Pure boyish exuberance is the only way to describe Tengen Toppa Gurren Lagann; even given its parent company's predilection for unsatisfactory endings the series manages to be satisfying, smart and unique while paying homage to those that have tread similar ground before it. Gurren Lagann is without a doubt one of the most well-rounded pieces of anime to come out in what seems like a long time.
Ordinarily, shows which have such a large emphasis on growing stronger and are top-heavy with action set-pieces, there is a tendency to demean your audience with shallow characterisation or to bludgeon them with a lack of subtlety; this series does none of these things and manages to be viscerally appealing as well as emotionally layered. As with any good story, the core is simple: a coming-of-age for the protagonist Simon. Far from focusing on one aspect of this journey, Gurren Lagann charts Simon's meteoric rise from dirt-scratching child to heroic teenage leader to legendary saviour to wisened elder man; the sense of accomplishment and triumph at each stage is immense and, along with the cast of eclectic characters, tells the more immediate story of conquering insurmountable odds.
The most blatant messages are those of persistence and belief: belief in oneself and belief in there being a better way, overtones of growth and freedom and undertones of machismo and departed loved ones. The metaphors are neither blatant nor byzantine, the gimmick of drills and spirals quickly becomes taut and emotive, the rapidly increasing mecha size mirroring Simon's growth making it all the more telling when they are stripped away in the climax, revealing the man he has grown to be. Galaxies and planets are dwarfed by the scale of ambition, both for the series itself and the characters within; the theme of rebellion against ever increasing authority figures until the characters essentially take on the universe that would restrict them.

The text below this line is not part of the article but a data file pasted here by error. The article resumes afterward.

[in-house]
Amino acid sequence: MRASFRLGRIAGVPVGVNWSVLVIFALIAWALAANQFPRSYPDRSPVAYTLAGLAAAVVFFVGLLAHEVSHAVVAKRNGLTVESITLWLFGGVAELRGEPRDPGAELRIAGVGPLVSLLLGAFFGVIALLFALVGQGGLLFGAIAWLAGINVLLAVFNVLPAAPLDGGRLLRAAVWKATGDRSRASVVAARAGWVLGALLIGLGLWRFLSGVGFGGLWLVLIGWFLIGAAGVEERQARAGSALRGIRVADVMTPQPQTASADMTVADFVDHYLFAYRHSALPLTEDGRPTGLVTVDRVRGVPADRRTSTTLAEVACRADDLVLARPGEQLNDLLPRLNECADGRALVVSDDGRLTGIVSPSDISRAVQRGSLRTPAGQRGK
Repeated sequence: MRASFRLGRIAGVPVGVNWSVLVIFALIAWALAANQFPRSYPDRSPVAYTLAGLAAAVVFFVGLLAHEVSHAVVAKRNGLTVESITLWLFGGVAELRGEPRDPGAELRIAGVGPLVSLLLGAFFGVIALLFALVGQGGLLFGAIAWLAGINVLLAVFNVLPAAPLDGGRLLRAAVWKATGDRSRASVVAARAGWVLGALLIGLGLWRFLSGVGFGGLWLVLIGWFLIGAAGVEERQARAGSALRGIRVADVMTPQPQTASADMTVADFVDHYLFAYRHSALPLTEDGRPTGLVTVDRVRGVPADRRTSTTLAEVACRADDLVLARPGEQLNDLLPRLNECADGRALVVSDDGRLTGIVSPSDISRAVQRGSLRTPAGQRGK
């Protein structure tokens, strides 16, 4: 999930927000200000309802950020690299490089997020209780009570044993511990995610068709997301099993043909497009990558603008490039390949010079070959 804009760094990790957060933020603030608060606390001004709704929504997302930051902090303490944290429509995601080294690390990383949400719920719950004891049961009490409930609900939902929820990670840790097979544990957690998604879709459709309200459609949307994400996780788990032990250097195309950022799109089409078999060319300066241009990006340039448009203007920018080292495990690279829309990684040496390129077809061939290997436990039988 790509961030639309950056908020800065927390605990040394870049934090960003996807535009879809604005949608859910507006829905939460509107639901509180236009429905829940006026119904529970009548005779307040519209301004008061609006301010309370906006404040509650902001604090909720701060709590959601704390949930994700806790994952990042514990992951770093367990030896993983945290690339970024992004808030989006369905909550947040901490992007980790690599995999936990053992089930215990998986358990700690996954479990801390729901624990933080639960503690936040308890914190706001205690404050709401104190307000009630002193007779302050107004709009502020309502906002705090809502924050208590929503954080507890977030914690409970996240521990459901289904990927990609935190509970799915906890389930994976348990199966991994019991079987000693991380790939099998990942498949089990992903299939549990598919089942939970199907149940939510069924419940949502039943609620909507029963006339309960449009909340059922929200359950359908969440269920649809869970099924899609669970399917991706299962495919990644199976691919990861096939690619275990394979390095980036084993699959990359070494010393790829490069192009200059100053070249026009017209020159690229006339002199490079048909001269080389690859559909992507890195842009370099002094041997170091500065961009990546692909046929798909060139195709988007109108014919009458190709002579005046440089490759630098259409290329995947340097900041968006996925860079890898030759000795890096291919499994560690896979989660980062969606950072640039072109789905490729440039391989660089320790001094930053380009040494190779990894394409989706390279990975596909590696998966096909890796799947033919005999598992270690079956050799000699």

The series obviously panders to a male demographic with such testosterone fuelled ideals of dying for one's friends and the greater good, it's perhaps slightly worrying that the female cast members are marginalised so much. Yoko is the obvious female lead, and her initially spunky, bikini-clad optimism gives way to being weak at the knees when kissed by males and blatant maternal subtexts later in the series; her obvious status as titillation is never really quashed despite attempts to flesh out her personality. Other female cast members are treated similarly, shown as the typical damsel in distress, settling into homemaking or fighting for the affections of an oblivious man and only the most tertiary of characters (the enigmatic mechanic and Darry who is portrayed as Yoko-lite) escape through lack of development. Even the lone penis-less antagonist is portrayed as some kind of mentally unhinged dominatrix who pays little heed to clothing.
Despite this, Gurren Lagann succeeds in every other way at being supremely entertaining. Action ranges from standard mecha-on-mecha duels to vast battles, only rarely slipping in to animation platitudes such as distant explosions or laser spaghetti, more often it's kinetic, brutal and divine. The otherwise consistently high-quality animation sometimes dipps into badly drawn characters (the effeminate technician is a constant eye-sore), however it always delivers when it matters most and given the fan reaction to some of the more flagrant examples, these sections will likely be fixed for the DVD release. All the tiers of characters are charmingly distinct and wonderfully developed, even the most despicable of characters are redeemed and never does it feel arbitrary; the series antagonists meanwhile are initially over-the-top, wonderfully heinous and, coupled with the breakneck pace, give the series a great impetus. Even the soundtrack is exceptional; the at first laughable Engrish rap becomes an anthem for the series, stamping the eye-catch commercial breaks and signposting the slow-burning but absurdly fitting "Libera Me - From Hell" which accompanies some the series most spectacular moments.
It's hard to heap more praise on Tengen Toppa Gurren Lagann, it is a series which satisfies on all levels: story, characters, development, animation, audio, emotion are all superlative and despite the odd hiccup in animation and the uncomfortable portrayal of women, its vice-like hold over your eyes and feelings isn't released even after the seminal finale. Enumerating everything brilliant about the series would be a task unto itself, suffice to say it is unrelenting, pulls no punches and is absolutely required viewing for all but the most cynical and jaded of anime fans.